We decided to spend more time on the prep work to get them thinking, talking, and writing while building their background knowledge so that hopefully when it is time to choose what they are going to write about, they will be ready. We are also hoping to create some urgency and energy around the writing piece so it doesn’t drag on for weeks once they start it.

We started with a simple and fun game of “Would You Rather” to get them to practice having an opinion and be able to say why. We read the questions aloud, the students turned and talked, then we came back together as a group and shared a few. While the students were turning and talking, we listened in and facilitated where necessary. The two big things we noticed-some students still wanted to say, ” I don’t know” and we had to do a couple of whole class reminders to state their why. We really wanted to focus on these two skills as they are essential and easily transferable to this kind of writing.

Here are some sample questions we got off the internet: would you rather…be covered in scales or fur? Be able to fly or talk to animals? Find a suitcase with $5 000 000 in it or true love? Give up bathing or the internet for one month?

With about ten minutes left, we had them choose one or two questions to write about in their Writers Notebook which was easier for them to do after they had practiced first by talking and listening to their classmates. We noticed this was an essential step that we had often skipped or glossed over and we were happy to rectify the situation!

GUEST WRITER ANGELA LARDNER RECOMMENDS TONIGHT THE STREETS ARE OURS BY LEILA SALES

Jan
28

Tonight the streets are oursArden Huntley seems to have it all: family, a best friend, a gorgeous actor of a boyfriend, and good marks. But things change, and people change.

Arden has always taken care of the people in her life; she is loyal to a fault. Now she feels her loyalty is being taken for granted when her mother leaves, her best friend lets her take the fall for drugs found in their locker, and her boyfriend cancels on plans for their 1-year anniversary celebration. This is when Arden stumbles upon a blog called “Tonight the Streets Are Ours” and becomes fascinated by the New York author Peter. She feels connected to him and starts to live vicariously through his blog posts.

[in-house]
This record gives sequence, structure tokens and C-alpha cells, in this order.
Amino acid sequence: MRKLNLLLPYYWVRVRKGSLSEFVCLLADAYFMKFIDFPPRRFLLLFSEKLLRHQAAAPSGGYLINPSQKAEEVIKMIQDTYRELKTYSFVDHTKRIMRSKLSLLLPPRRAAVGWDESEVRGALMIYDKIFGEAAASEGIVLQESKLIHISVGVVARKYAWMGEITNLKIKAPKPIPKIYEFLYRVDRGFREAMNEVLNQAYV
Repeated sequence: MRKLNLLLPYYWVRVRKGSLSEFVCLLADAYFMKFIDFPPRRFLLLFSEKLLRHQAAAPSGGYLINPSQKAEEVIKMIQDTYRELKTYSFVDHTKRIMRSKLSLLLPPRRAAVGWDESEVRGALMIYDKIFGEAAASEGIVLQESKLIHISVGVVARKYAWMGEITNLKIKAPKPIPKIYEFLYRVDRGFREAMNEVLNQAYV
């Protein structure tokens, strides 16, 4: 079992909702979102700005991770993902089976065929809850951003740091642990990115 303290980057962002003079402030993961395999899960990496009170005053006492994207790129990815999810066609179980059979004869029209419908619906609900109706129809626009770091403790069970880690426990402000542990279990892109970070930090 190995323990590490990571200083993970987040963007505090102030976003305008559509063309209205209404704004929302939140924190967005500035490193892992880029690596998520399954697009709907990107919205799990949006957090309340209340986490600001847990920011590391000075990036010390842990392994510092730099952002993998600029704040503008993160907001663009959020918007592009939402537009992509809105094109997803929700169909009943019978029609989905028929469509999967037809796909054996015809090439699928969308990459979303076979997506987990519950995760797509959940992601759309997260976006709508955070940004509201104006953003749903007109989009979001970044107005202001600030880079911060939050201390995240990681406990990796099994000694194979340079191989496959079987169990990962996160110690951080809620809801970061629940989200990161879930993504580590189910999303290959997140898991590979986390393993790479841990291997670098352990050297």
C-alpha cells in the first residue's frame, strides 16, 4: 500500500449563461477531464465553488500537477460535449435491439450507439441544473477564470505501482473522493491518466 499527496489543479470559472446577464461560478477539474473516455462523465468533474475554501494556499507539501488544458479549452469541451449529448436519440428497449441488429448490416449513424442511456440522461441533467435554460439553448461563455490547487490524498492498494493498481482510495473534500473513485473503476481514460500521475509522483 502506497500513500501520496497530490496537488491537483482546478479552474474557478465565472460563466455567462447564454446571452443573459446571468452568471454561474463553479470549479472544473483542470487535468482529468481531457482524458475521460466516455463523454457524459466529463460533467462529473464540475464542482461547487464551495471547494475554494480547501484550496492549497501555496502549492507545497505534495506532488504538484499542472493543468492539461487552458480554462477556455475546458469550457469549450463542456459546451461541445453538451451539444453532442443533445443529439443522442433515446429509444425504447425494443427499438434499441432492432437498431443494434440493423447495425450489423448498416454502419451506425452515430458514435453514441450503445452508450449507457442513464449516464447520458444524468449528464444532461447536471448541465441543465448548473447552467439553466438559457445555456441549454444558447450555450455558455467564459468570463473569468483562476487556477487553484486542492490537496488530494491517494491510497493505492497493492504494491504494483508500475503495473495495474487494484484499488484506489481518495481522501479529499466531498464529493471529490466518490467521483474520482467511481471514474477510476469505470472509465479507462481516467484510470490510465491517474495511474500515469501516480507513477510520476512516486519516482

Setting out on a road trip to find and meet Peter, Arden, and her best friend Lindsey, have a crazy night. This includes Arden discovering that Peter is not who she thought he was; he is not who he portrays in his blog. But this night also propels Arden on a journey of self-discovery, which leads her to reconnect with her mom and repair her relationship with Lindsey.

This story begins with, “Like all stories, the one you are about to read is a love story. If it wasn’t what would be the point?”. Readers looking for a book that includes a unique perspective on this theme will surely enjoy Tonight the Streets Are Ours.

Angela Lardner is a teacher at Stanley Consolidated School. She teaches English 9, English 112, English 122 as well as Resource. Her greatest joys are reading and her 2 dogs: Thor and Apollo.

CRAFT STUDIO: ALL OF ME BY CHRIS BARON

Jan
23

As teachers, most of us have probably read our students’ writing accounts of events in their lives, such as “What I did this summer…”, “Over Christmas I…”, “On my trip to…”, “When we were in Florida…”, “At Cadet Camp…” etc. How often have these writing pieces been dry? Taken over with monotonous details? Lacking creativity in the writing?